Trolleys allowed massive expansion of urban railways throughout the country. Jacksonville, Tampa, Miami and Pensacola all operated substantial streetcar systems. Therein is another often misunderstood FACT, streetcars run on railroad track, not streets. Historically in Jacksonville, much, if not most of our system ran alongside the road, not in it. Other sections of the system operated in broad landscaped medians earning for us the moniker of 'The Most Beautiful Streetcar Line in The World.'

The incredible flexibility to operate anywhere tracks were laid, meant that streetcars historically operated on roadway, alongside the road, in the median, elevated on bridge structures, in subways, and frequently alongside major railroads.  Jacksonville's streetcars followed the mainline too, the right-of-way (green space) between the CSX tracks and Plymouth Avenue in Murray Hill is one such location still visible. In this view we see a elevated trolley descending the ramp to street level in April 1943, Baltimore, Maryland, in a photo by Marjory Collins.


While virtually everyone is familiar with the omnipresent city transit bus, not everyone truly understands what Bus Rapid Transit really is. Promises of huge new Transit Oriented Development (TOD) projects, fast, frequent service, and all of the other trappings of rail systems actually require an investment comparable to rail systems. This is where the deception, intentional or not, about the new 'First Coast Flyer' is so grievous. A nickel and dime approach to BRT will only deliver nickel and dime results. This station on the BRT in Medellin, Colombia, helps illustrate a true world class BRT system.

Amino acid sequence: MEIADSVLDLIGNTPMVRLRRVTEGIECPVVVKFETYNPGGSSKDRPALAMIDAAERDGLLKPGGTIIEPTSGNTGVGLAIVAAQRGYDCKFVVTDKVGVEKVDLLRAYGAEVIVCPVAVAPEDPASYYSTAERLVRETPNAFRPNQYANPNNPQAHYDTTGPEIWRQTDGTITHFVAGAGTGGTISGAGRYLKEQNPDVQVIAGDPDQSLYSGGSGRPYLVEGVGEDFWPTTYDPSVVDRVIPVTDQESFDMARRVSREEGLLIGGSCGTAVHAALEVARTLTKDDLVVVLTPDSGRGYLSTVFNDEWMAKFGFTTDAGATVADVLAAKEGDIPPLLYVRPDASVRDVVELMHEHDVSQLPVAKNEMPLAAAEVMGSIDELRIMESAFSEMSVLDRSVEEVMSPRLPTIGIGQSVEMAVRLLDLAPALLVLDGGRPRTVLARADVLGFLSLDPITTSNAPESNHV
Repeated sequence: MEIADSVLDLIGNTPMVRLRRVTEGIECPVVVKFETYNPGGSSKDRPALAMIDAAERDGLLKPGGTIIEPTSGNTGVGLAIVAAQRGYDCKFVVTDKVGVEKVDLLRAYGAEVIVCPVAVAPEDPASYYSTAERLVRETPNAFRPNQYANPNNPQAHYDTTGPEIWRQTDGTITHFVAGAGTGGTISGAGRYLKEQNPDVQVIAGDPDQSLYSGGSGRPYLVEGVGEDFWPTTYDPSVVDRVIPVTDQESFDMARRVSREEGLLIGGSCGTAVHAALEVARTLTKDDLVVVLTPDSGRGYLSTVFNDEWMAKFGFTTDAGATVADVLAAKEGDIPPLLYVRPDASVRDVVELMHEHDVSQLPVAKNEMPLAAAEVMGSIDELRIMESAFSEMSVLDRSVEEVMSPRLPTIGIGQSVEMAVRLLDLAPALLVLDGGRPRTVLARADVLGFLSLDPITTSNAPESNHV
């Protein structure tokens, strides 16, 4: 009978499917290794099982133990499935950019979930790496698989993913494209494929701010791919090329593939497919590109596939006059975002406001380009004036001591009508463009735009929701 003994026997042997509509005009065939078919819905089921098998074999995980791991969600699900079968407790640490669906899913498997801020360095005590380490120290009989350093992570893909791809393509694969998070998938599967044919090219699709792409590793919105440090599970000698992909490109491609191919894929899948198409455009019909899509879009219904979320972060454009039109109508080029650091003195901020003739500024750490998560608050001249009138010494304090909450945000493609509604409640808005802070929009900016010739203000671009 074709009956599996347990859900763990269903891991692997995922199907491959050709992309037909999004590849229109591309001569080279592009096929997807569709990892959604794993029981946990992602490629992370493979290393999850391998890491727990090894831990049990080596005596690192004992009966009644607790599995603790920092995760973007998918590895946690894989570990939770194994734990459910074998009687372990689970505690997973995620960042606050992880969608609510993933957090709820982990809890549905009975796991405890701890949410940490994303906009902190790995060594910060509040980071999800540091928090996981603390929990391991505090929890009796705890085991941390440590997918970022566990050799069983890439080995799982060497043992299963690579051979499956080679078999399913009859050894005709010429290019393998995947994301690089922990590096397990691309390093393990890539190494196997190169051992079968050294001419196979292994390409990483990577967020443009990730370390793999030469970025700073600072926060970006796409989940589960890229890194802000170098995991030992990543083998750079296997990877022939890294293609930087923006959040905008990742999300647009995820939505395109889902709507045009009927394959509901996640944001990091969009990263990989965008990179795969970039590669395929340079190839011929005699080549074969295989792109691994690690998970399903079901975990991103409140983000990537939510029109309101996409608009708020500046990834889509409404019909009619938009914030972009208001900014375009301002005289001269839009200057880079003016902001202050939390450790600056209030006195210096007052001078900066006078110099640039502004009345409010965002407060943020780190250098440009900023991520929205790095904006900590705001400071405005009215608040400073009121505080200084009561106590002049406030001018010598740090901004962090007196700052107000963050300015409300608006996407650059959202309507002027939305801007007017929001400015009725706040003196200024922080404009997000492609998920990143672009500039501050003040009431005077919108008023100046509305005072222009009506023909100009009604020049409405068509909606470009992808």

This BRT system in Nantes, France illustrates the massive amount of change brought about by a true rapid transit system. Without this type of investment you simply deduct the 'RAPID' from the 'TRANSIT.' BRT does have some advantages over rail; the ability to nickel and dime your system and the ability to leave the busway and resort to surface streets as a local bus then return to the busway for the 'rapid' ride back being two of them. The downside to BRT is pretty extensive too, short vehicle life, small capacity per vehicle/operator hour, heavy vehicle wear on pavements requiring frequent resurfacing, a tendency for the buses to bunch up when they encounter numerous traffic signals.

Transit extremes still exist such as this system in Adelaide, Australia, where the cost exceeds that of many rail systems yet with all of the handicaps of buses.

An improvement to the BRT concept is the true 'Trolleybus.' Such a bus route gives the rider the route certainty of rail, and many of the lower cost benefits of buses, married to a true BRT busway system this can be a win-win combination.

One of the sales pitches of the BRT industry is the slogan; 'It's just like rail only cheaper.' The facts are, if you want a rail system's performance, you build a rail system and if you want to duplicate the whistles and bells many places (Tampa) added to their urban rail systems you'll pay a rail system price for a bus.